TORONTO — A preliminary study involving 813 Quebec health-care workers who tested positive for COVID-19 has shown that people with the coronavirus could lose their sense of smell and taste for up to five months.
The study was conducted through an online questionnaire where participants were asked to rate their sense of taste and smell on a scale of zero to 10, with higher numbers indicating a greater sense of taste or smell.
Of the respondents, 580 indicated that they had “compromised sense of smell” during the initial stages of the illness. Five months later, 297 said they had not regained their sense of smell and 134 had a “persistent loss of smell” after being assessed with a home test.
Similarly, there were 527 participants who said they lost their sense of taste and 200 continued to report a compromised sense of taste after five months. The loss of sense of taste was persistent in 73 participants assessted with the home test.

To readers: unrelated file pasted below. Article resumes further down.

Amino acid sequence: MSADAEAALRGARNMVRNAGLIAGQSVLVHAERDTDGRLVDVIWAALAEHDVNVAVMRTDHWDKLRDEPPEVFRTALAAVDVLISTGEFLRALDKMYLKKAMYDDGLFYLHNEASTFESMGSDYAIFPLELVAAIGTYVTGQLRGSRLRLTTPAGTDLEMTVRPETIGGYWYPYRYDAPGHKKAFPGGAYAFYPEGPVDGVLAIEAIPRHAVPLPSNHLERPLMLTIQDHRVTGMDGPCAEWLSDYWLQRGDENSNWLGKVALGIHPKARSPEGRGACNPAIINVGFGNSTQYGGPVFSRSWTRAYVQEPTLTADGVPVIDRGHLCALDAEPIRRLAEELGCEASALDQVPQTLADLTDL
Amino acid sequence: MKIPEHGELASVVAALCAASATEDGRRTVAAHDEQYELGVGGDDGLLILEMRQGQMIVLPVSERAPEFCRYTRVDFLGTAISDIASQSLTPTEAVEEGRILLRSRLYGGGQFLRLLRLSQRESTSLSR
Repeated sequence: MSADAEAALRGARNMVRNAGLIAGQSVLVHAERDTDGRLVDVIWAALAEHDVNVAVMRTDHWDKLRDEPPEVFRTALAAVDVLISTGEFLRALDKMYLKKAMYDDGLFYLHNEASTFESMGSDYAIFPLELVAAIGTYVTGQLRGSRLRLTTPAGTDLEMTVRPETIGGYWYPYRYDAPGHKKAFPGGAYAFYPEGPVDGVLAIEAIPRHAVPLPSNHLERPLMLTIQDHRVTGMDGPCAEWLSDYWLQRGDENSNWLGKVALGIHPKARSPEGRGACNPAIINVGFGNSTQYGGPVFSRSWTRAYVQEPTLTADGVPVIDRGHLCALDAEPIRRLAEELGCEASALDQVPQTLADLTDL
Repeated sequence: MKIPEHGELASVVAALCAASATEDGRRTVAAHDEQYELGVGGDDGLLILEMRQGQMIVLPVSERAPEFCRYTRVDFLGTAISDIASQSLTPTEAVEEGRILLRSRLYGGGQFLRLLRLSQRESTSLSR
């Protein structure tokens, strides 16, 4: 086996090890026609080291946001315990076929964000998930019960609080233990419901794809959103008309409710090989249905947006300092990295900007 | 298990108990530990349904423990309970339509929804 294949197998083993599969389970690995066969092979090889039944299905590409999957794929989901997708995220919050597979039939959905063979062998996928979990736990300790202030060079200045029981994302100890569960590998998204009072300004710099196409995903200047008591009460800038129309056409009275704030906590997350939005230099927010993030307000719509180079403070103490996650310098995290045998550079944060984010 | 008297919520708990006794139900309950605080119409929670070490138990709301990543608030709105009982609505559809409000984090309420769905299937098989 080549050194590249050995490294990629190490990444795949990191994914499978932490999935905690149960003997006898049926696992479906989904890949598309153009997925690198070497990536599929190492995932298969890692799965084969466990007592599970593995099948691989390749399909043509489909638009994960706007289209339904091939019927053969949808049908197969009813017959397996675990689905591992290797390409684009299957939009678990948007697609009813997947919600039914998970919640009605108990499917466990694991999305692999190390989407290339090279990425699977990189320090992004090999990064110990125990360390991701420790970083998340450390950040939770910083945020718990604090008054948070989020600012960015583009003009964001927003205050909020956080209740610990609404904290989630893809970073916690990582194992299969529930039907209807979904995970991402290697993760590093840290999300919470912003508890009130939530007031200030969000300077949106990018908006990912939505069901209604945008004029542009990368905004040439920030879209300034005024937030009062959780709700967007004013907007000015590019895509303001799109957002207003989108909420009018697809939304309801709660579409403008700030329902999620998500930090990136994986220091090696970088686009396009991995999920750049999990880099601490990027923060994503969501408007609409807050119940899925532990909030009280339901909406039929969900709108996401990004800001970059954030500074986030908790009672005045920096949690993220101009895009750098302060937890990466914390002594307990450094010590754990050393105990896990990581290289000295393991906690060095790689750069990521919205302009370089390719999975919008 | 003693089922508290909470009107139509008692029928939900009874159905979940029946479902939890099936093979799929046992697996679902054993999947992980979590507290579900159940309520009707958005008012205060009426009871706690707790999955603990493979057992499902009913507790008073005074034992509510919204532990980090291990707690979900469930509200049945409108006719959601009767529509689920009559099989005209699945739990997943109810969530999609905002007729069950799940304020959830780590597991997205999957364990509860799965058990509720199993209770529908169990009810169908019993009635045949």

“Our results show that an impaired sense of smell and taste may persist in a number of people with COVID-19,” study author and University of Quebec at Trois-Rivieres professor Johannes Frasnelli said in a news release. “This emphasizes the importance of following up with people who have been infected, and the need for further research to discover the extent of neurological problems associated with COVID-19.”
The study was conducted by researchers at the University of Quebec at Trois-Rivieres, University of Laval and the province of Quebec’s institute of public health. It will be presented at the American Academy of Neurology’s meeting in April.
Researchers noted that the study has some limitations, including the subjective nature of the smell and taste ratings and the fact that data was collected at a single point in time.
In January, a European study found that 86 per cent of people with mild cases of COVID-19 lose their sense of taste and smell. However, that study also found that only four per cent to seven per cent of people with moderate to severe symptoms of COVID-19 lost their ability to smell and taste.